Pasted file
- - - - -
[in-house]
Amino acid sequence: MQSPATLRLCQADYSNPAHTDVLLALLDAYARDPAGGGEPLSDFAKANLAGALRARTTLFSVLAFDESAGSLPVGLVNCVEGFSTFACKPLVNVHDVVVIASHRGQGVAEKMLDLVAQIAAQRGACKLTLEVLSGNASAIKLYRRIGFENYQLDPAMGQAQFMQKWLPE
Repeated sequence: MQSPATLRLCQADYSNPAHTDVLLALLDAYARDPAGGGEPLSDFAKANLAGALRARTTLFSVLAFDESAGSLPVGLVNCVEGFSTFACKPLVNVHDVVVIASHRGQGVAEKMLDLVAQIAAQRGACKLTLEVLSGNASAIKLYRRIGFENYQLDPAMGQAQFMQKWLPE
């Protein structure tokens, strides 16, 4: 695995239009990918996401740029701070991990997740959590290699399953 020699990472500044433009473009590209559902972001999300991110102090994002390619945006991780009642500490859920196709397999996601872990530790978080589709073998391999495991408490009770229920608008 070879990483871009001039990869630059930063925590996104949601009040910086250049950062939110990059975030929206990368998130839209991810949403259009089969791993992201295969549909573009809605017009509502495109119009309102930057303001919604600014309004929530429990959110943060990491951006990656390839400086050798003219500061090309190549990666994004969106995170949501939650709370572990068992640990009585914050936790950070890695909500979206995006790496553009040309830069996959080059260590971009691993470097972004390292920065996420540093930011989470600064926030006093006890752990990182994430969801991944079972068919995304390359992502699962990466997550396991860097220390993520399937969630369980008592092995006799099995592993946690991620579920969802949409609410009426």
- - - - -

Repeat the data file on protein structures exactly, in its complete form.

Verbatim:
[in-house]
Amino acid sequence: MQSPATLRLCQADYSNPAHTDVLLALLDAYARDPAGGGEPLSDFAKANLAGALRARTTLFSVLAFDESAGSLPVGLVNCVEGFSTFACKPLVNVHDVVVIASHRGQGVAEKMLDLVAQIAAQRGACKLTLEVLSGNASAIKLYRRIGFENYQLDPAMGQAQFMQKWLPE
Repeated sequence: MQSPATLRLCQADYSNPAHTDVLLALLDAYARDPAGGGEPLSDFAKANLAGALRARTTLFSVLAFDESAGSLPVGLVNCVEGFSTFACKPLVNVHDVVVIASHRGQGVAEKMLDLVAQIAAQRGACKLTLEVLSGNASAIKLYRRIGFENYQLDPAMGQAQFMQKWLPE
């Protein structure tokens, strides 16, 4: 695995239009990918996401740029701070991990997740959590290699399953 020699990472500044433009473009590209559902972001999300991110102090994002390619945006991780009642500490859920196709397999996601872990530790978080589709073998391999495991408490009770229920608008 070879990483871009001039990869630059930063925590996104949601009040910086250049950062939110990059975030929206990368998130839209991810949403259009089969791993992201295969549909573009809605017009509502495109119009309102930057303001919604600014309004929530429990959110943060990491951006990656390839400086050798003219500061090309190549990666994004969106995170949501939650709370572990068992640990009585914050936790950070890695909500979206995006790496553009040309830069996959080059260590971009691993470097972004390292920065996420540093930011989470600064926030006093006890752990990182994430969801991944079972068919995304390359992502699962990466997550396991860097220390993520399937969630369980008592092995006799099995592993946690991620579920969802949409609410009426």